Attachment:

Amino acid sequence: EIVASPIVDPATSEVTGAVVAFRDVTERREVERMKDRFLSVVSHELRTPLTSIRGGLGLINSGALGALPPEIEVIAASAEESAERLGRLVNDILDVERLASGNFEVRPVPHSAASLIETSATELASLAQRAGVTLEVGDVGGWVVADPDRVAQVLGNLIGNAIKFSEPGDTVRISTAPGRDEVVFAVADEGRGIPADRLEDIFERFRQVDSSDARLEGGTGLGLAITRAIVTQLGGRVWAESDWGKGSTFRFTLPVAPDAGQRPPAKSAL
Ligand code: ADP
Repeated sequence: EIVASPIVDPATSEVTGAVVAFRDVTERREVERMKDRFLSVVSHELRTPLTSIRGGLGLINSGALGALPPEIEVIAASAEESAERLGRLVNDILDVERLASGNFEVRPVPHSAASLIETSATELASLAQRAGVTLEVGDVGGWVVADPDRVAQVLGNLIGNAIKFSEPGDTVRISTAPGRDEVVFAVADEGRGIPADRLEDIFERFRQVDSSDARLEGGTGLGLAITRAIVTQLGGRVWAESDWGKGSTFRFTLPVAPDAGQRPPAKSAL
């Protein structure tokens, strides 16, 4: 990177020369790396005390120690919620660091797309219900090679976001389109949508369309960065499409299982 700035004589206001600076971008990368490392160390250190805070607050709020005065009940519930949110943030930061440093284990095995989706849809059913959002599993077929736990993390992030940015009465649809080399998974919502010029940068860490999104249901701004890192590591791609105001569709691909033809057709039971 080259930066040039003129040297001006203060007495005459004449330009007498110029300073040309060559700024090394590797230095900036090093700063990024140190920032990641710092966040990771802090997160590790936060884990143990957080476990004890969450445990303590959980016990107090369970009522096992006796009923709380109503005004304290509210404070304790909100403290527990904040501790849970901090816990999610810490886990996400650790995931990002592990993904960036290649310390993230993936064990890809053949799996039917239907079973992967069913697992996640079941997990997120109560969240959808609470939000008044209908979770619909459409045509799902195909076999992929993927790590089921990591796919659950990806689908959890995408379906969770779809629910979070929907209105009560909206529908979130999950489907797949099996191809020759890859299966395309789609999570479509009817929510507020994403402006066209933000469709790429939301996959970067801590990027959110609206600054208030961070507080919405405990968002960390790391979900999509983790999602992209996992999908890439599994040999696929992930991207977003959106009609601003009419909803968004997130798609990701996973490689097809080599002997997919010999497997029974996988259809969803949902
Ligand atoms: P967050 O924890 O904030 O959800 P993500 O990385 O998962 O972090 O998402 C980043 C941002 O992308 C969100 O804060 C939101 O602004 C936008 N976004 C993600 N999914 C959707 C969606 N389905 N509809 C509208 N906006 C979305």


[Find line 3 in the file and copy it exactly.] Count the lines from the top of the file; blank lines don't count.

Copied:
Repeated sequence: EIVASPIVDPATSEVTGAVVAFRDVTERREVERMKDRFLSVVSHELRTPLTSIRGGLGLINSGALGALPPEIEVIAASAEESAERLGRLVNDILDVERLASGNFEVRPVPHSAASLIETSATELASLAQRAGVTLEVGDVGGWVVADPDRVAQVLGNLIGNAIKFSEPGDTVRISTAPGRDEVVFAVADEGRGIPADRLEDIFERFRQVDSSDARLEGGTGLGLAITRAIVTQLGGRVWAESDWGKGSTFRFTLPVAPDAGQRPPAKSAL